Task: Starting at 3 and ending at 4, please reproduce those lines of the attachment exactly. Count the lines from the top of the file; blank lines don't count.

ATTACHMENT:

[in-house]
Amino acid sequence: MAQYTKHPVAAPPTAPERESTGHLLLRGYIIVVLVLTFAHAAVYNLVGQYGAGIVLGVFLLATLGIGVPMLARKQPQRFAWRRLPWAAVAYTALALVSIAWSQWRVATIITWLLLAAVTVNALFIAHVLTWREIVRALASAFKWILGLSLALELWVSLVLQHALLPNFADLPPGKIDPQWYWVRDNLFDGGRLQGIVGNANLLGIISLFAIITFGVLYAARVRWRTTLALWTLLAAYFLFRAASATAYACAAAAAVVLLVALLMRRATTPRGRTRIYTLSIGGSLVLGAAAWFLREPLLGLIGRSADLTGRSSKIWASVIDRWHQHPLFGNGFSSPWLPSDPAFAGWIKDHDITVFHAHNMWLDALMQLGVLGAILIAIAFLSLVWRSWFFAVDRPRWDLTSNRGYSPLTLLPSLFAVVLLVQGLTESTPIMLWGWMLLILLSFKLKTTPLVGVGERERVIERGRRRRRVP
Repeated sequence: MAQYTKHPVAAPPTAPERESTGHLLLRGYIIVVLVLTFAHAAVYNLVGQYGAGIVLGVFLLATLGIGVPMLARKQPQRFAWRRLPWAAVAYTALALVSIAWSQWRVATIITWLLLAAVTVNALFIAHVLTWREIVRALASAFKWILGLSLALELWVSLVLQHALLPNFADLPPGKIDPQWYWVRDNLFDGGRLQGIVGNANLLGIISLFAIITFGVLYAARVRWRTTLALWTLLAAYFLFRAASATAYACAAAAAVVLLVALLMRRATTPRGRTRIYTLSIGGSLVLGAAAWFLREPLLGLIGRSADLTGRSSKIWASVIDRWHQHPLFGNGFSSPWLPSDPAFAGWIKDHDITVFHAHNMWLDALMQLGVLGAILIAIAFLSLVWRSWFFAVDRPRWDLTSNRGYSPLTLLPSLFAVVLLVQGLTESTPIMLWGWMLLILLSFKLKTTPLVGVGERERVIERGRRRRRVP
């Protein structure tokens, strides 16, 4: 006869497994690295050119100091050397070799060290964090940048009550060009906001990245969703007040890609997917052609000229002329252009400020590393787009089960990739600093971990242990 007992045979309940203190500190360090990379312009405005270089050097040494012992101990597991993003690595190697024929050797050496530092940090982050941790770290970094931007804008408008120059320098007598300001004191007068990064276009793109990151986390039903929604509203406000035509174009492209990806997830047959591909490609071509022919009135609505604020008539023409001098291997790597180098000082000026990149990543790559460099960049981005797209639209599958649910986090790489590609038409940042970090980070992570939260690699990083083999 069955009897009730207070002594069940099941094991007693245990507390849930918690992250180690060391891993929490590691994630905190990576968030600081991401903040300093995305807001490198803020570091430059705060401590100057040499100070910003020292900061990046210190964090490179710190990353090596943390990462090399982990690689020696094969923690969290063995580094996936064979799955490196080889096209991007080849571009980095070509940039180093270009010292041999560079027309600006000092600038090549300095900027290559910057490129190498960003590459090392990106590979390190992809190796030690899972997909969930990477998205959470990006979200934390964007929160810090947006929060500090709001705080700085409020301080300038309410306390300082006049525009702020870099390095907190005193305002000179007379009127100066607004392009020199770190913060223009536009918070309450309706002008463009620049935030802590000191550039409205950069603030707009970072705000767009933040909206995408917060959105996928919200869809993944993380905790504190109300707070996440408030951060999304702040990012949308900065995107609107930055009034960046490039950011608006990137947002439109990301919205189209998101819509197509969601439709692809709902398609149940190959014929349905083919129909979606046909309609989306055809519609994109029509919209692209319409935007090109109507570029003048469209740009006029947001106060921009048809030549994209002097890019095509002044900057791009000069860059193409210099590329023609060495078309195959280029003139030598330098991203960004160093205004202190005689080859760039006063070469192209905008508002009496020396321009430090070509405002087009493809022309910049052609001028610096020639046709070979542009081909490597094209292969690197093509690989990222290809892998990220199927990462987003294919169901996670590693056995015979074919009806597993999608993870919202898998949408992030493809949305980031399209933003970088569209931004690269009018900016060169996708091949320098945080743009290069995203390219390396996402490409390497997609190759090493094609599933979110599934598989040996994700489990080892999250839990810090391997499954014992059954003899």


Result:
Repeated sequence: MAQYTKHPVAAPPTAPERESTGHLLLRGYIIVVLVLTFAHAAVYNLVGQYGAGIVLGVFLLATLGIGVPMLARKQPQRFAWRRLPWAAVAYTALALVSIAWSQWRVATIITWLLLAAVTVNALFIAHVLTWREIVRALASAFKWILGLSLALELWVSLVLQHALLPNFADLPPGKIDPQWYWVRDNLFDGGRLQGIVGNANLLGIISLFAIITFGVLYAARVRWRTTLALWTLLAAYFLFRAASATAYACAAAAAVVLLVALLMRRATTPRGRTRIYTLSIGGSLVLGAAAWFLREPLLGLIGRSADLTGRSSKIWASVIDRWHQHPLFGNGFSSPWLPSDPAFAGWIKDHDITVFHAHNMWLDALMQLGVLGAILIAIAFLSLVWRSWFFAVDRPRWDLTSNRGYSPLTLLPSLFAVVLLVQGLTESTPIMLWGWMLLILLSFKLKTTPLVGVGERERVIERGRRRRRVP
């Protein structure tokens, strides 16, 4: 006869497994690295050119100091050397070799060290964090940048009550060009906001990245969703007040890609997917052609000229002329252009400020590393787009089960990739600093971990242990 007992045979309940203190500190360090990379312009405005270089050097040494012992101990597991993003690595190697024929050797050496530092940090982050941790770290970094931007804008408008120059320098007598300001004191007068990064276009793109990151986390039903929604509203406000035509174009492209990806997830047959591909490609071509022919009135609505604020008539023409001098291997790597180098000082000026990149990543790559460099960049981005797209639209599958649910986090790489590609038409940042970090980070992570939260690699990083083999 069955009897009730207070002594069940099941094991007693245990507390849930918690992250180690060391891993929490590691994630905190990576968030600081991401903040300093995305807001490198803020570091430059705060401590100057040499100070910003020292900061990046210190964090490179710190990353090596943390990462090399982990690689020696094969923690969290063995580094996936064979799955490196080889096209991007080849571009980095070509940039180093270009010292041999560079027309600006000092600038090549300095900027290559910057490129190498960003590459090392990106590979390190992809190796030690899972997909969930990477998205959470990006979200934390964007929160810090947006929060500090709001705080700085409020301080300038309410306390300082006049525009702020870099390095907190005193305002000179007379009127100066607004392009020199770190913060223009536009918070309450309706002008463009620049935030802590000191550039409205950069603030707009970072705000767009933040909206995408917060959105996928919200869809993944993380905790504190109300707070996440408030951060999304702040990012949308900065995107609107930055009034960046490039950011608006990137947002439109990301919205189209998101819509197509969601439709692809709902398609149940190959014929349905083919129909979606046909309609989306055809519609994109029509919209692209319409935007090109109507570029003048469209740009006029947001106060921009048809030549994209002097890019095509002044900057791009000069860059193409210099590329023609060495078309195959280029003139030598330098991203960004160093205004202190005689080859760039006063070469192209905008508002009496020396321009430090070509405002087009493809022309910049052609001028610096020639046709070979542009081909490597094209292969690197093509690989990222290809892998990220199927990462987003294919169901996670590693056995015979074919009806597993999608993870919202898998949408992030493809949305980031399209933003970088569209931004690269009018900016060169996708091949320098945080743009290069995203390219390396996402490409390497997609190759090493094609599933979110599934598989040996994700489990080892999250839990810090391997499954014992059954003899």